Diabetes: A Possible Risk for Hearing Loss

Did you know that hearing loss is twice as common in people with diabetes compared to those without the disease? Or that experts say that one in three people with diabetes will develop hearing loss?

The cause of diabetes-related hearing loss has been debated for several decades. Researchers theorize that hearing loss results from damage to blood vessels in the inner ear. Elevated blood sugar levels can also damage the hair cells and nerves surrounding the inner ear. Unlike other structures in our bodies, the inner ear does not have a backup supply of blood flow, leaving it vulnerable to elevated blood sugar levels. If the blood vessels are damaged, blood flow is reduced which can cause permanent damage to the structures in the inner ear.

Researchers have added diabetes to a long list of potential risk factors for developing hearing loss including genetics, aging, noise exposure and ototoxic medication. Diabetes-related hearing complications tend to strike earlier than other risk factors. Otolaryngologist Yuri Agrawal from Johns Hopkins University explained to everydayhealth.com, "Hearing should be considered a diabetes-related complication. Our research suggests a dose-response relationship. Having higher A1c results means a greater risk of hearing loss as well."

The acronym A1c is actually short for HbA1c. The "H" stands for hemoglobin. Hemoglobin is a protein found in red blood cells. Although there are several types of hemoglobin in our bloodstream, the most common type is "A." Hemoglobin A1c binds to glucose, that is why HbA1c testing is commonly used to diagnose and treat people living with diabetes. Routine lab work for the maintenance and care of diabetes often includes A1c testing, which can diagnose both Type I and Type II diabetes. In addition to diagnosis, results provide a historical overview of blood sugar control over a few months rather than a meter reading that provides immediate results. The American Diabetes Association likens A1c test results to the season batting average for a baseball player; rather than results from a single day, results paint a bigger picture of how well blood sugar levels are being managed. That is why the long-term results of A1c testing are often used to predict the risk of developing diabetes-related health complications.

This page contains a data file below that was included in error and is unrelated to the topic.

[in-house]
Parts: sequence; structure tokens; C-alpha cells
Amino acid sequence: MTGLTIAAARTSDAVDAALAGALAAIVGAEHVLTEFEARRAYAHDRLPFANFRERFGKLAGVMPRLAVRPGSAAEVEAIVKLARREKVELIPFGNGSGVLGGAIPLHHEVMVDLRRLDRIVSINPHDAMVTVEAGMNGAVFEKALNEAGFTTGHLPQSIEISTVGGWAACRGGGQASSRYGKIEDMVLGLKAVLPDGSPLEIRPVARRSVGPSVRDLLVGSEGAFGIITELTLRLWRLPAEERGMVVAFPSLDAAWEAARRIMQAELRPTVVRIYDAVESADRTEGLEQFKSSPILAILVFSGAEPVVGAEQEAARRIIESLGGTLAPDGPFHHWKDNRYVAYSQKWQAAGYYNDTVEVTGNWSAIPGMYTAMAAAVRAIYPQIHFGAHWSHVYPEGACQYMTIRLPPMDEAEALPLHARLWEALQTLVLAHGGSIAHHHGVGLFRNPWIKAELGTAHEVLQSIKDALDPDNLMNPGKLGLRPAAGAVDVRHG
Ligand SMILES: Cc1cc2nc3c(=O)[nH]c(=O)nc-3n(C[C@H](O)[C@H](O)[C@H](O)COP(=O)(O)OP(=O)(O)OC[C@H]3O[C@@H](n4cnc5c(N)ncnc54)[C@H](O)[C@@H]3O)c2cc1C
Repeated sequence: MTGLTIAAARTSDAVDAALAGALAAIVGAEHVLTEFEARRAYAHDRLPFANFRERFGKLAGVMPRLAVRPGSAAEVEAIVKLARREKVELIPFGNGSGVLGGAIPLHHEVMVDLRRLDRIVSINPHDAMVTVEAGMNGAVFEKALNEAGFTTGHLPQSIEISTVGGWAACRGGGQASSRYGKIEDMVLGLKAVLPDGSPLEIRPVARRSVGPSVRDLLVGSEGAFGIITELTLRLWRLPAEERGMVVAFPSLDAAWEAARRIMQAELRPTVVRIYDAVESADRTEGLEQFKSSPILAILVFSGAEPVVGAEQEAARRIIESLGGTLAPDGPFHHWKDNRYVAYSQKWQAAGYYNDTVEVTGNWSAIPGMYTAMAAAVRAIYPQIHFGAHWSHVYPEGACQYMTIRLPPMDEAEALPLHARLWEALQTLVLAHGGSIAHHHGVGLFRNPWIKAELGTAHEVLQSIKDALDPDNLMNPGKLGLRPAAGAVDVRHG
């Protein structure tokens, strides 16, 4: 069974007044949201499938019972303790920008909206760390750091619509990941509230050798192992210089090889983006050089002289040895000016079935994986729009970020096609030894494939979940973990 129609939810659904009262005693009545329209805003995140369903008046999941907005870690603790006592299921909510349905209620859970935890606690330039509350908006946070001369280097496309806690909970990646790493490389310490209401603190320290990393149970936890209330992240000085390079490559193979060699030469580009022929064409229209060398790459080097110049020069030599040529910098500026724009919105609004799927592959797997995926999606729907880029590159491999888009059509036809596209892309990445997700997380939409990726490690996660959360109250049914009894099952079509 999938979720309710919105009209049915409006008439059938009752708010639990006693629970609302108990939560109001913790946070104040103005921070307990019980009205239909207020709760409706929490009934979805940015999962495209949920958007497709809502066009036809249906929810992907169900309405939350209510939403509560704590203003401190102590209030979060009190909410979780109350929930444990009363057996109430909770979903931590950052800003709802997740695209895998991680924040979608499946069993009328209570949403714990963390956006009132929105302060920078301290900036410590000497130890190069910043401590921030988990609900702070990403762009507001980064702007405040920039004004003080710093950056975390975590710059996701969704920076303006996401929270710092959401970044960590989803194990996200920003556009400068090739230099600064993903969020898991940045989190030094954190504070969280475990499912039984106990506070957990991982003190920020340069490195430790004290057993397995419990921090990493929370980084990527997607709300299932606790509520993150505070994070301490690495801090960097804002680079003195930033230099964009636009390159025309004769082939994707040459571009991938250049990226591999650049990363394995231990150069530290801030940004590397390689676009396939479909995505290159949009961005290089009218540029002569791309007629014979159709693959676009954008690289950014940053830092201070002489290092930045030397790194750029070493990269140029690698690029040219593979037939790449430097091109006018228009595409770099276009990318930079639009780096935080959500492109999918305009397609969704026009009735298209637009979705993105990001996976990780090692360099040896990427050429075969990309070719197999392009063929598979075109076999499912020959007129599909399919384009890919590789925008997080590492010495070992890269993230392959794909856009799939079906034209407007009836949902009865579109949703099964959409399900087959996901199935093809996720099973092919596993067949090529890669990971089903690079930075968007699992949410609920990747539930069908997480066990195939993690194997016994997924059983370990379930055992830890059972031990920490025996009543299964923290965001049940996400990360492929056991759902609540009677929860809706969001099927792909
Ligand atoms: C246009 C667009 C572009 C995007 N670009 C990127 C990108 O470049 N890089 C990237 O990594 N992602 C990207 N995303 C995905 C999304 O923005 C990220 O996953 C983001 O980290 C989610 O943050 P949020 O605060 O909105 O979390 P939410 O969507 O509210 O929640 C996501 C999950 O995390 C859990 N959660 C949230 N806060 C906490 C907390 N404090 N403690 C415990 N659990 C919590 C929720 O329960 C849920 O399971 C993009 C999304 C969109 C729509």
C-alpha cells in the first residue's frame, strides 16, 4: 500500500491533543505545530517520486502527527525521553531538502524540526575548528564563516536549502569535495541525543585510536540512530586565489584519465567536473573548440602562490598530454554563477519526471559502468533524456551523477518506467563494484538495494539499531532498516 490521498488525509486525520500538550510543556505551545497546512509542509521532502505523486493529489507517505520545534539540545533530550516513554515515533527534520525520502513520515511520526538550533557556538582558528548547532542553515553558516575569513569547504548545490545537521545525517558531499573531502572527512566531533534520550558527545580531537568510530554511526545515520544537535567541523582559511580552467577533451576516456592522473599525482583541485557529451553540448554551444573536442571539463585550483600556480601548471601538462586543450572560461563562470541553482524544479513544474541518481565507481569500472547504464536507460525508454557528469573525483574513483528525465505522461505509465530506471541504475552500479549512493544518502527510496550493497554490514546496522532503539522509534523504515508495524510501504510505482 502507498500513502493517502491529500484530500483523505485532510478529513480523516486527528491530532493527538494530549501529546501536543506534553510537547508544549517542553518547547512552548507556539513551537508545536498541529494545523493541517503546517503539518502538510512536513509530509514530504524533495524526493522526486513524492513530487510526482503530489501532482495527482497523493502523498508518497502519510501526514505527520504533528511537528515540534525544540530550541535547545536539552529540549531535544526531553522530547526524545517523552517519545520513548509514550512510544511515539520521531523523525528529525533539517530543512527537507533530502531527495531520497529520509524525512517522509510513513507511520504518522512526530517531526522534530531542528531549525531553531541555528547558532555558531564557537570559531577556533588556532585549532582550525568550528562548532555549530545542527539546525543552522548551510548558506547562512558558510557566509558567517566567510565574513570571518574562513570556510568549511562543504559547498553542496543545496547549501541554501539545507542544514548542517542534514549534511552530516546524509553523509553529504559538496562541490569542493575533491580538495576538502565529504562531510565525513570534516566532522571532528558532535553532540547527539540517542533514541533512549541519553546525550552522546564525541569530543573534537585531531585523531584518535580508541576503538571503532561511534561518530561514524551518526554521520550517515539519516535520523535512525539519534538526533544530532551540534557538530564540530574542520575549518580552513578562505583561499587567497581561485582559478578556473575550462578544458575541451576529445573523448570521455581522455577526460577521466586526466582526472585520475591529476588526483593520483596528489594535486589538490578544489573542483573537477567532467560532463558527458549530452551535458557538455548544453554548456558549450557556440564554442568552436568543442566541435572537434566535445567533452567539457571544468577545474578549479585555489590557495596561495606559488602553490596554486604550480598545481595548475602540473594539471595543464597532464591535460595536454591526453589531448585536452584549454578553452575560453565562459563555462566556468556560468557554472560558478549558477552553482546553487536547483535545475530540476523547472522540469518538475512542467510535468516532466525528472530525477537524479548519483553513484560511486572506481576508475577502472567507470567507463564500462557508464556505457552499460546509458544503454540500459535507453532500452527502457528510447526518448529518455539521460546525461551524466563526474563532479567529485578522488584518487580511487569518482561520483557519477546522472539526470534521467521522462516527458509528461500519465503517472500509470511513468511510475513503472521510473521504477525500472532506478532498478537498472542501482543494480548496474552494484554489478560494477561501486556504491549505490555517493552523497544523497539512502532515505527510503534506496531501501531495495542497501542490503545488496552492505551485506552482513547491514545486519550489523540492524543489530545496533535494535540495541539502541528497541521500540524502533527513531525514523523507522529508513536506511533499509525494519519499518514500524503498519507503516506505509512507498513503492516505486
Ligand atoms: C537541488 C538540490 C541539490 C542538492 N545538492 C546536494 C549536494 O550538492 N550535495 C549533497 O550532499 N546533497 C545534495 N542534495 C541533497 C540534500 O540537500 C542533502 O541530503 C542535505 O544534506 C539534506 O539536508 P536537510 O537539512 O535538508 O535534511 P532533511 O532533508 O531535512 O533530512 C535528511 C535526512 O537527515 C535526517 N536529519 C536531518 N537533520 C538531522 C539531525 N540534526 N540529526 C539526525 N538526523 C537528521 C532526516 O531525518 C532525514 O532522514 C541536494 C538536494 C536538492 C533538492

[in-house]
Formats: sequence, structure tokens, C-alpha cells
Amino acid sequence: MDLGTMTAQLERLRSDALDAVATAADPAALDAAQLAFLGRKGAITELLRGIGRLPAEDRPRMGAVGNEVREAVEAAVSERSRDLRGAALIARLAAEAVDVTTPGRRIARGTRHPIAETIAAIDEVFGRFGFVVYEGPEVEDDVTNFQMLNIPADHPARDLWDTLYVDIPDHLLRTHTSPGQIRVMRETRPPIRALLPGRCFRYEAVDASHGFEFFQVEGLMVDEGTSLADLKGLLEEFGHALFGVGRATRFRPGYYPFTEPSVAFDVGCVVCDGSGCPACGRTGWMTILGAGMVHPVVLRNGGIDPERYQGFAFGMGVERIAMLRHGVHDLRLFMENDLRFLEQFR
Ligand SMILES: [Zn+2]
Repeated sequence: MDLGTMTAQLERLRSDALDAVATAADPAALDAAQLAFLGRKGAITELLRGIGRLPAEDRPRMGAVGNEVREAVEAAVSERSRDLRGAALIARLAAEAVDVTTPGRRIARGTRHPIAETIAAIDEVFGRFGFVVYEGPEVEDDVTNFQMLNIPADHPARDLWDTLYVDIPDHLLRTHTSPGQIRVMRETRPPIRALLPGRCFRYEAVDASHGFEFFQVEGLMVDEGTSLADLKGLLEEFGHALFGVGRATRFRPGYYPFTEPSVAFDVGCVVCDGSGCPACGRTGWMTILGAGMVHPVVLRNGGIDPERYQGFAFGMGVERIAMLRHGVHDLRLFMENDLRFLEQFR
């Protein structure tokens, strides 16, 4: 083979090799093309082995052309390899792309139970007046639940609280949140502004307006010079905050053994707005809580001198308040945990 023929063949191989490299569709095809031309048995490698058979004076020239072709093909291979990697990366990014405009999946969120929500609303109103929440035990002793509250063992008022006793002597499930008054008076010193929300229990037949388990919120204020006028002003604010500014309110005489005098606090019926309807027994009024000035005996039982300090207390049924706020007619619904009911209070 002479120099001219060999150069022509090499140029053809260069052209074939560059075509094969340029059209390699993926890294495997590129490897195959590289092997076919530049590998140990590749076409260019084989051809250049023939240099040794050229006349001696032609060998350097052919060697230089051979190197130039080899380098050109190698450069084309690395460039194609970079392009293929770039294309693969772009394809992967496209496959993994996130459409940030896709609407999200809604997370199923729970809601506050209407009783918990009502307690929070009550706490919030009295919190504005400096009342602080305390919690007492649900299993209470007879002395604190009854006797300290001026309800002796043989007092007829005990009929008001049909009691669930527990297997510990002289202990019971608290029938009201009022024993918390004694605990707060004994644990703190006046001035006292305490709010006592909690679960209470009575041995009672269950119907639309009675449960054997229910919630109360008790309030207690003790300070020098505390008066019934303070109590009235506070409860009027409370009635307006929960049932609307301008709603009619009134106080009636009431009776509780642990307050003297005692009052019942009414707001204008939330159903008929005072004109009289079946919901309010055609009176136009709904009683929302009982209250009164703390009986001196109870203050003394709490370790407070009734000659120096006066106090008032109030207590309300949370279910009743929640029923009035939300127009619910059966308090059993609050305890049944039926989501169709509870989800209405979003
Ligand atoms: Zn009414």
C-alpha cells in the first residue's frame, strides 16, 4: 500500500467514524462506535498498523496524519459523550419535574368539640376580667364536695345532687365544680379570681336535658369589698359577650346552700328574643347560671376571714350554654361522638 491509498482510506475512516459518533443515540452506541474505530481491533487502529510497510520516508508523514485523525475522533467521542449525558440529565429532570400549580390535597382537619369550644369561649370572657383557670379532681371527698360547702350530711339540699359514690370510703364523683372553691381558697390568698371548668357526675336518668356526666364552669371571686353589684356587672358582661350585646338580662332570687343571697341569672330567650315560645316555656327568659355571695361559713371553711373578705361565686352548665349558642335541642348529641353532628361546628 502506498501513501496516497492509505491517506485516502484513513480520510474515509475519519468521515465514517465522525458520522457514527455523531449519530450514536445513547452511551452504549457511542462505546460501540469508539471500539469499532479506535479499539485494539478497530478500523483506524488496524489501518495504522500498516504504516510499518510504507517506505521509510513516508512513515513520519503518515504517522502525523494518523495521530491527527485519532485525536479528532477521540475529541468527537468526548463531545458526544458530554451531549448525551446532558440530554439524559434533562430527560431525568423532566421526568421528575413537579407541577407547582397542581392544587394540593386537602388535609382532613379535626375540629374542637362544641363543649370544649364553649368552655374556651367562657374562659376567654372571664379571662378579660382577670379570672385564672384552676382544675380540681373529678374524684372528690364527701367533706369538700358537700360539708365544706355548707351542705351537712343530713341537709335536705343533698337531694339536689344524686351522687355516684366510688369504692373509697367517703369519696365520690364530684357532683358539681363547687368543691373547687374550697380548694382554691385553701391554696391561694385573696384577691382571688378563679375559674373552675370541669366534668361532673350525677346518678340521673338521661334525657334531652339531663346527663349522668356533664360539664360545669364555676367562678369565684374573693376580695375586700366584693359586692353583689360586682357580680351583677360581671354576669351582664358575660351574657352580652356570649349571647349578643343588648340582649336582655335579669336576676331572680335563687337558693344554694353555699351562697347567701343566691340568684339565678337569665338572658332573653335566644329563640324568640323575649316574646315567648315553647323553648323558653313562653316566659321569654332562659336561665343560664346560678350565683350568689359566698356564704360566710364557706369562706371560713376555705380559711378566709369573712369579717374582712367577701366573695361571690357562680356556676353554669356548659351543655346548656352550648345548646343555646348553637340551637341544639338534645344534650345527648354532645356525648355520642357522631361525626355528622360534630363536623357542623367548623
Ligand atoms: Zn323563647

What can you do to lower your risk?

Keeping A1c levels within the recommended range is just one way to reduce your risk of diabetes-related health complications. A healthy lifestyle that includes exercise and a nutritious diet can keep A1c levels low and daily blood glucose readings within recommended ranges. Reducing the risk of diabetic related-health complications will also minimize the risk of developing hearing loss.

As the number of people living with diabetes continues to rise it is estimated that nearly one third of the population will have diabetes by the year 2050. Individuals with diabetes should routinely screen cardiovascular health as well as the health of their eyes, kidneys and ears. Adherence to the recommended screening protocols can reduce the risk of diabetes-related complications and identify any problems that arise early. Diligent management of the disease can delay or even prevent additional health complications.

By Beth McCormick